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A Banner Day for Fish Stories

The case of a Florida fisherman convicted under the Sarbanes-Oxley Act for destroying potential evidence – in this case red grouper – had the potential for comedy when the Supreme Court heard arguments today. To that end, I did my part. I regularly do a banner sketch for SCOTUSblog in the morning when I arrive at the Court, usually of the line on the plaza outside or of lawyers waiting to be admitted to the bar. This morning I tried something a little different.

Anyway, hope you like it. Below are a couple sketches from the argument. And here is a link to Lyle Denniston’s account of how it went – not so good for the government, I’m afraid.

The case is Yates v. U.S.

Posted in Arguments, Supreme Court Tagged with: , ,

Problems With Enron Voir Dire?

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Former Enron CEO Jeffrey Skilling’s Supreme Court appeal made two arguments: that the honest-services law is too vague, and that jury selection was too cursory. Most of the hour of arguments was spent on the questioning of the potential jurors.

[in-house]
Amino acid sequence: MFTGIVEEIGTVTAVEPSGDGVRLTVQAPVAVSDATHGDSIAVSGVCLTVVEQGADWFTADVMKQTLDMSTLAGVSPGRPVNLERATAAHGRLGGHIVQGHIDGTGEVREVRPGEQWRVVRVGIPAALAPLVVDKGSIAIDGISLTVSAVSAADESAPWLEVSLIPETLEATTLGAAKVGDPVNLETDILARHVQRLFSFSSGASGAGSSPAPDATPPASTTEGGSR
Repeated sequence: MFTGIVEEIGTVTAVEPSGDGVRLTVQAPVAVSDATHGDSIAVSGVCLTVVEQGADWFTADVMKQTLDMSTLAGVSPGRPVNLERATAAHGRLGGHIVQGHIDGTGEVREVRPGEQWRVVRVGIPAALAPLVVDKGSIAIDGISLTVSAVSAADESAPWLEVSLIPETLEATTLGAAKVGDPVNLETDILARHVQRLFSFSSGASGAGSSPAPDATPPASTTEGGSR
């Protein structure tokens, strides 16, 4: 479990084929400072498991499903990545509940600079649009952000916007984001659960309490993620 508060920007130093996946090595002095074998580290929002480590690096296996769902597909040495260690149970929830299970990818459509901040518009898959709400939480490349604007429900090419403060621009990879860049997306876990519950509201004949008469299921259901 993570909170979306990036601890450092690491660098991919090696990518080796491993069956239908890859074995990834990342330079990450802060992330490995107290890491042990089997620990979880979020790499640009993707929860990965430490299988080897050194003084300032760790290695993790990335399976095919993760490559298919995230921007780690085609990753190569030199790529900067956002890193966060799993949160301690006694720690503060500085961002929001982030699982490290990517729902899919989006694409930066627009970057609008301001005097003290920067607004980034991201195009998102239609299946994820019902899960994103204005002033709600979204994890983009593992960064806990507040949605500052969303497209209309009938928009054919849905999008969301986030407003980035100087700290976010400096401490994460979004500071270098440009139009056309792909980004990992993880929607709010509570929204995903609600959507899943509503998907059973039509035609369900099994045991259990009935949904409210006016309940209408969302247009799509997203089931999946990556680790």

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In his brief rebuttal at the conclusion of arguments Skilling’s lawyer, Sri Srinivasan compared the five hours spent questioning the jury pool to “the Martha Stewart case, for example . . . there were six days of voir dire, . . . And in that case, the only reason you needed an extended voir dire was because of the celebrity status of the defendant.  You didn’t have the deep-seated community passion and prejudice that characterized the Houston venue in this case.”

Posted in Arguments, Supreme Court Tagged with: , ,
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